Some banks reissuing cards hit in Target heist, others in wait-and-see mode
FARGO - Banks in the region are taking differing approaches to dealing with a security breach involving credit cards and debit cards used at Target stores over the holidays.
At least one local bank is identifying which of its customers’ debit or credit cards were compromised and issuing fresh cards immediately. Other banks are taking a watch-and-wait stance, with institutions taking action on a case-by-case basis if fraud is detected.
Bell State Bank & Trust is adopting the immediately-act approach, said Bill Russell, executive vice president of retail banking.
Russell said when Visa let Bell State Bank know which of its debit cards were put at risk during the data breach at Target, the bank decided to notify affected cardholders and issue them new cards.
Neither Bell State Bank nor any other bank contacted for this story would specify how many account holders may have been affected by the Target data heist. Russell said the number of Bell State debit cards affected by the breach is a small percentage.
“We’re very happy about that,” Russell said, adding that the decision to reissue some cards was a precautionary step and the company has seen no indication any compromised cards have suffered fraudulent transactions traceable to the data breach at Target.
Target initially reported that hackers had stolen credit card and debit card information connected to as many as 40 million customers who shopped at Target stores between Nov. 27 and Dec. 15. Late last week, Target issued additional information that another 70 million customers may have had personal information compromised, including names, phone numbers and email addresses.
Russell said State Bank & Trust is among the financial institutions that employ sophisticated anti-fraud software that is constantly evaluating debit and credit card transactions for suspicious activity.
Gate City Bank is relying on its anti-fraud software to deal with any potential problems arising from the Target breach, said Gate City Executive Vice President Maureen Jelinek, director of operations.
“We have a fraud-detection system that is an online, real-time system that monitors our customers’ card activity for unusual behavior,” Jelinek said.
“We’re confident in that system and at this time don’t feel there is a need to reissue cards,” said Jelinek, adding that they have replaced cards on a case-by-case basis.
“We have had some customers just contact us and would feel better having their card reissued, and we’ve done that,” she said.
The same goes for Wells Fargo, according to Stacie Schiller, a company spokeswoman.
Schiller said Wells Fargo is counting on its fraud-detection software to alert the bank to any credit card and debit card issues relating to the Target breach. She said if unauthorized transactions do occur, customers will not be out money if they notify the company in a timely manner.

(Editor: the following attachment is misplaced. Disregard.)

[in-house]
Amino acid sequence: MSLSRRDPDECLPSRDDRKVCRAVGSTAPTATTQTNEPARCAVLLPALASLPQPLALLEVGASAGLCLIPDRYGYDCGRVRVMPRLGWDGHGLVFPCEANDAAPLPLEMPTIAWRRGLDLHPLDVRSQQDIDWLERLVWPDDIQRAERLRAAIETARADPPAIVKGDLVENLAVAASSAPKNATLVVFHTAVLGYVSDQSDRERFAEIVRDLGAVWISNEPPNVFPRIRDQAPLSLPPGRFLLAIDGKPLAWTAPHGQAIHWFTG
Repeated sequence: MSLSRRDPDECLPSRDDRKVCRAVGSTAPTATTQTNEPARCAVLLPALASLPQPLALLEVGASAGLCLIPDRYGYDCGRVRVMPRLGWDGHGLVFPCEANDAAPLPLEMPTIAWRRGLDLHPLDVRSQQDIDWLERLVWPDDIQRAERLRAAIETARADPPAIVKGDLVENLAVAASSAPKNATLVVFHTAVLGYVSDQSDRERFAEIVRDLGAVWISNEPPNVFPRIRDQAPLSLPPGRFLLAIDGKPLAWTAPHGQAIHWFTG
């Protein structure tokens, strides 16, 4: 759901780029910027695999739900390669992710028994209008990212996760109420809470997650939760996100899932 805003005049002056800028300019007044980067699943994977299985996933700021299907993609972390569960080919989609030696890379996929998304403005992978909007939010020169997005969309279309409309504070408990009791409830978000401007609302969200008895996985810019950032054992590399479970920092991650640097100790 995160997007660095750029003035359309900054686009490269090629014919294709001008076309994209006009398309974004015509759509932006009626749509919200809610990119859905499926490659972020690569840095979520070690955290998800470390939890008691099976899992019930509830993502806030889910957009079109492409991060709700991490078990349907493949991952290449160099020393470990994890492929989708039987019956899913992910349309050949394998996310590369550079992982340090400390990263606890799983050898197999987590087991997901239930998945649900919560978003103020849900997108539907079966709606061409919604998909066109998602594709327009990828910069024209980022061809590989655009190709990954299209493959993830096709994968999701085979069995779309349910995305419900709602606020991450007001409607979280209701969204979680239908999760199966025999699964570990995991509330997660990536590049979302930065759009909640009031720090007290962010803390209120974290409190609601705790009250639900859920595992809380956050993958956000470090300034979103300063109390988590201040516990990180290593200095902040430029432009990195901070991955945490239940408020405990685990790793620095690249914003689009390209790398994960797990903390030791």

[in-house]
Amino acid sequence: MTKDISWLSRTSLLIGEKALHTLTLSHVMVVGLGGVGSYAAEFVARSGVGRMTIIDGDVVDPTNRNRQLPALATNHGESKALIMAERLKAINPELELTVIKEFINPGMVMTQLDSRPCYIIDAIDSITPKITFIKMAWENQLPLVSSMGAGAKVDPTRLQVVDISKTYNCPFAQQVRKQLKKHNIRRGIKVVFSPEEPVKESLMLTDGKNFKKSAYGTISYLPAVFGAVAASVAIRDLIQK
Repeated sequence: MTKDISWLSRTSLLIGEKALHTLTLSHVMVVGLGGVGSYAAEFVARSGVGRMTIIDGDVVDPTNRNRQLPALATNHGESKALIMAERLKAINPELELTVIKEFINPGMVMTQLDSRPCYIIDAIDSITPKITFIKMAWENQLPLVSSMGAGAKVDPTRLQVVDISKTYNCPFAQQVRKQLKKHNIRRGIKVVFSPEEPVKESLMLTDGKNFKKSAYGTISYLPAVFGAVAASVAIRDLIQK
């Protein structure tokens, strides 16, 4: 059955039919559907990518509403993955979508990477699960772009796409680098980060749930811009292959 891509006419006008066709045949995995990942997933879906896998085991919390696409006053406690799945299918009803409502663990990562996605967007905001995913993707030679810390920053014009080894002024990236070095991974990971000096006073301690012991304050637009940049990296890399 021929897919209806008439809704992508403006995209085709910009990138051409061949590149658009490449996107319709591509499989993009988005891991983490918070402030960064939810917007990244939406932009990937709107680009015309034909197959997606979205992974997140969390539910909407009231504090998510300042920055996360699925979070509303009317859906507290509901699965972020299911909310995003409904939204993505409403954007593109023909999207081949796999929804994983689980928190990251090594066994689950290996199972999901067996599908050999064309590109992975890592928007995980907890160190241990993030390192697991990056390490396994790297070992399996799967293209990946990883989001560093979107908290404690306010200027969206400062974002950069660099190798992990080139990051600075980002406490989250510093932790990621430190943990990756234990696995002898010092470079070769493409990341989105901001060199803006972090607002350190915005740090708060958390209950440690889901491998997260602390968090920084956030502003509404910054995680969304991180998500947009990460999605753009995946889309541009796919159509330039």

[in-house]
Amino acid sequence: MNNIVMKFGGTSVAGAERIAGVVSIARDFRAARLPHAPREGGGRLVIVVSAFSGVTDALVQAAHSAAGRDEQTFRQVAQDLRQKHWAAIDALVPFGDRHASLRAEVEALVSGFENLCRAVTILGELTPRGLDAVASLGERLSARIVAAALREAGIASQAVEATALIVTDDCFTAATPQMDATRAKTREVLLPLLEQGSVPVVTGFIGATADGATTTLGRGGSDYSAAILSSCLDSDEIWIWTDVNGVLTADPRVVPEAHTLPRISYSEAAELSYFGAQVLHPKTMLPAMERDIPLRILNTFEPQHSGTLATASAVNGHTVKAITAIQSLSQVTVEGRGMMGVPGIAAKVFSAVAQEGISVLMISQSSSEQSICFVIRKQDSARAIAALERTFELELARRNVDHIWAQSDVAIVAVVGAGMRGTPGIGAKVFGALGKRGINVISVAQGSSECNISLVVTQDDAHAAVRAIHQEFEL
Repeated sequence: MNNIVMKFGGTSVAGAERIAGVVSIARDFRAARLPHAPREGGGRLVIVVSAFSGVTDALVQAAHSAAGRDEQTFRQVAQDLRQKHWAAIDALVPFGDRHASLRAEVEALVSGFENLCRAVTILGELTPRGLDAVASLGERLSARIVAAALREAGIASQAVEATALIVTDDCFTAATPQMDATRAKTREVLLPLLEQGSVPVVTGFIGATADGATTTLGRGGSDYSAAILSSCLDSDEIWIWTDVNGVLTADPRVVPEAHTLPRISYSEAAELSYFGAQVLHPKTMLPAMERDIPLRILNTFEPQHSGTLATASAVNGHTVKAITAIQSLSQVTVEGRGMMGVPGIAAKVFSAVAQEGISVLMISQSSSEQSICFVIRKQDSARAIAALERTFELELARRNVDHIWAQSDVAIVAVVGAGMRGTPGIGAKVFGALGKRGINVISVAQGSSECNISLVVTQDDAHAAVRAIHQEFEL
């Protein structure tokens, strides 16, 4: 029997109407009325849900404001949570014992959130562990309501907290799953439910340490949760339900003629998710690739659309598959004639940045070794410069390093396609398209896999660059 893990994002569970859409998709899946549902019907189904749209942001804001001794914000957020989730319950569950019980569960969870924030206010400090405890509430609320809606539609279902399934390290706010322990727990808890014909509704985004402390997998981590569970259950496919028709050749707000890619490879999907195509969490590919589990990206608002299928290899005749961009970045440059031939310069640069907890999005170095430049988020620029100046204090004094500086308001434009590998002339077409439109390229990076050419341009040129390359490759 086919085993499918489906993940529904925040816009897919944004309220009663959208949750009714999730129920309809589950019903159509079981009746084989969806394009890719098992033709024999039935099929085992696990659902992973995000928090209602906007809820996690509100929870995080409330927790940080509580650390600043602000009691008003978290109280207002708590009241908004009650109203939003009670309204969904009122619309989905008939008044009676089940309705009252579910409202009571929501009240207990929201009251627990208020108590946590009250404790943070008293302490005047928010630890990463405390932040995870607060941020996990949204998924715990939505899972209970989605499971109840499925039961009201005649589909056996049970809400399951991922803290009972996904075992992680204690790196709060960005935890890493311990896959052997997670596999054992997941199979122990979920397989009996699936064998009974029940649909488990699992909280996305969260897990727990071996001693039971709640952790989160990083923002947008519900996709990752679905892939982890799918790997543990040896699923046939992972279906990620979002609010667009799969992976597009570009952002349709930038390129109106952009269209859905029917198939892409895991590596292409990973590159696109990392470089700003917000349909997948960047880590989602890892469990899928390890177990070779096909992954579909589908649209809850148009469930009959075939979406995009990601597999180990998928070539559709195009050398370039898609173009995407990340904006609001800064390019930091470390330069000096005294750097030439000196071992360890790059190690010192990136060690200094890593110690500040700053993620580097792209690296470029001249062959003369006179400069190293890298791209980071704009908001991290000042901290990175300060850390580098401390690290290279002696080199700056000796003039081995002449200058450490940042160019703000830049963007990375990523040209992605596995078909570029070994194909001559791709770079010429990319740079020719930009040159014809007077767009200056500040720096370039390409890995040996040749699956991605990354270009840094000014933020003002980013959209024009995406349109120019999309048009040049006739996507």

Bank officials said anti-fraud software is extremely alert to unusual transaction activity, and card numbers associated with the Target breach will be given even more scrutiny.
In addition to those safeguards, Jelinek said Gate City customers can adjust their account settings to send them mobile alerts when, say, balances drop below a certain number, or transactions with large dollar amounts start showing up.
Bank officials said it is critical that consumers scrutinize bank statements for unauthorized transactions and stay vigilant about it.
“When these breaches have occurred, you can get a false sense of security,” Russell said, adding that while nothing sinister may show up right away, some thieves are patient.
“It (fraud) could turn up in a month, six months a year, 18 months. We’ve certainly seen that happen. It’s not uncommon at all,” Russell said.
Schiller said customers should also employ care when receiving text messages, phone calls, or other communications that claim to be from their financial institution and ask for things like Social Security numbers or account information.
Instead of relying on the contact information provided in the communication, Schiller said people should directly contact their institution with questions or concerns.
“Call the number on the back of your card, the number on your (bank) statement. Go into your local banking store. Go right to the source,” Schiller said.
Computer hacking connected to credit cards and debit cards, like the data breach identified by Target, is not uncommon, according to Rick Clayburgh, president and CEO of the North Dakota Bankers Association.
“This is not the first time our banks have had to deal with a problem with a merchant, where there’s been a loss of information. This just happens to be quite large and brings it more to the attention of the public,” Clayburgh said.
According to Clayburgh, the banking industry spends a lot of money maintaining the integrity of the payment network and he said anti-fraud software employed by many banks is effective at spotting unauthorized transactions.
When that happens, he said, the card is usually shut down, and it remains unusable until any issues are cleared up. If fraud occurred, the card is closed and a new one issued to the customer.
In the case of the Target breach, Clayburgh said some banks are taking a blanket approach; reissuing cards to their entire customer base, while others are reissuing cards only in cases where a card was used at Target during the affected period.
In other cases, he said, banks are adopting the wait-and-see approach and working with customers to monitor activity on their cards.
“In all cases, our banks are communicating with their customers and just reminding them to make sure their credit card and debit card aren’t seeing unusual activity on them,” Clayburgh said.
Dave Olson | INFORUM